It's common knowledge that Google has been working on a travel application for some time now. Last week, Maps Explorers were emailed and asked to complete a short survey for a chance to test it before everyone else. Now we know what this app is called, and what it does. Meet Google Trips.
Details are a little thin on the ground. After all, it hasn't been officially announced by Google. But that still hasn't stopped screenshots finding their way into the awaiting arms of the tech press. So, what does it supposedly do?
Perhaps the biggest feature of Google Trips is that it scours Gmail for hotel reservations and flight bookings.
Many of us Android users (and Android Police readers) have been accustomed to using Google Translate to fill our language knowledge gaps, but we often forget the other challenger in the arena: Microsoft Translator. The app was first released last August and when I looked at it back then and compared it to Google's offering, I found it a worthy challenger, but one that lacked a couple of key features.
Lonely Planet is known by travelers all around the world for its small travel tip booklets that cover many cities and destinations, using experts and local guides to gather the best advice about each location. After what seemed like an eternity with half-hearted mobile apps, Lonely Planet is finally ready to make the big leap over to your smartphone. The app is now available for both Android and iOS and for a first version, it's a thing of beauty.
Lonely Planet uses a white background and theme throughout the entire app, making every photo and detail pop on the screen. The app starts with a list of supported city guides which are somewhere in the high thirties now.
Should you step across an international border, most carriers seize the opportunity to nickle and dime you into oblivion, but T-Mobile has a different take on things. Simple Global makes most services free or very cheap in supported countries, and the carrier is adding 20 more locations to the program today. Remember, this is only for Simple Choice postpaid customers, no prepaid subscribers need apply.
Look, you're going to have to deal with the TSA, baggage fees, and all sorts of other junk to hop a flight, so why not make paying for the ticket a little less painful at least? Hopper might be able to help. It came to iOS a few months ago, and now it's on Android. Just tell it when you're flying and to where, then Hopper figures out when you should buy.
The advent of technology and the booming Silicon Valley scene doesn't only benefit the masses, but also helps spawn incredibly niche and boutique services. Are you sick of packing your own suitcase, cleaning your own clothes, and taking it all with you on your many trips around the country? Well, if you're willing to pay a hefty price, DUFL will take care of all these things for you and now can do so via a new Android app.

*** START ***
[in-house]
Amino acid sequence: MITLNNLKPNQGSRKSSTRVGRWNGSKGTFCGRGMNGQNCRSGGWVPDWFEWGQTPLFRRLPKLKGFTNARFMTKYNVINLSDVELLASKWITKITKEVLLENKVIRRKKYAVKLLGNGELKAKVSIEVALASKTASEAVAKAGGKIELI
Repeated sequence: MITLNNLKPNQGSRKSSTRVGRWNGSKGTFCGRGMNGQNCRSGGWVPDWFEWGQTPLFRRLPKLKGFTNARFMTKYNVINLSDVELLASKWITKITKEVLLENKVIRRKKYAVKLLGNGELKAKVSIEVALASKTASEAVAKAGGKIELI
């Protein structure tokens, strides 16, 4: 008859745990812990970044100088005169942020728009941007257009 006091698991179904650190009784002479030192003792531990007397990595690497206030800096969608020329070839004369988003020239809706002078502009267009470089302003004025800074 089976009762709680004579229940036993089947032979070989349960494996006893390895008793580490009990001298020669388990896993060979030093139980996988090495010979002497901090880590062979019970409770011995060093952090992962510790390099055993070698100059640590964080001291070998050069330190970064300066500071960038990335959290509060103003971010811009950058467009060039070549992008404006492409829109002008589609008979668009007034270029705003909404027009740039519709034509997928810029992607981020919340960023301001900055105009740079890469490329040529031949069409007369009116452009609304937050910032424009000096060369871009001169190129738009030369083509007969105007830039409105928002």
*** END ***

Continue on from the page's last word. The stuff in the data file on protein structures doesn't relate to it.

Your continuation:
I can't decide if this is solving a problem that doesn't exist or if DUFL just solves a real problem in a really inefficient way.
Mobile Passport lets you be that guy who gets to skip the regular line at the airport just by pulling out your phone. You provide the app with information about yourself and your trip, then submit everything once you land. Then you follow signs for "Mobile Passport Control" (which might as well say Cool People), and you're off to go about your day.
The latest version of the app adds support for San Francisco International Airport (SFO).
This addition is a big deal if you're flying in to see Google over in Mountain View, California. Or, you know, that other mobile operating system maker based in Palo Alto.
Alaska Airlines doesn't handle all of the flights to Alaska, but if you're heading to the state, there's a decent chance you will consider riding one of the company's planes. The airline offers an Android app that you can use throughout every step of the process—booking a trip, checking in, boarding, and the like. Only now, it will look much less ugly as you do so. With version 3.0, Alaska Airlines will no longer cause Lollipop devices, and their owners, to involuntarily vomit.
The latest version of the app has shed most elements of the Gingerbread era in favor of something more material.
Last week, Google added several long-wanted features to Inbox by Gmail, like signatures and swipe-to-delete. That server-side update also brought along trip bundles, which will group all the emails you get about a single stretch of travel into one place to help you keep track of things. Today, Google was kind enough to give a formal walk-through for those of us who haven't received any qualifying emails since the update rolled out.
The featured image of this post shows how a trip bundle will look from the default view of your inbox. And as the time for your flight (if there is one) approaches, it will change to give you Google Now-esque updates on flight times:
When you tap on the bundle card, it expands into a list of emails just like any other category of emails.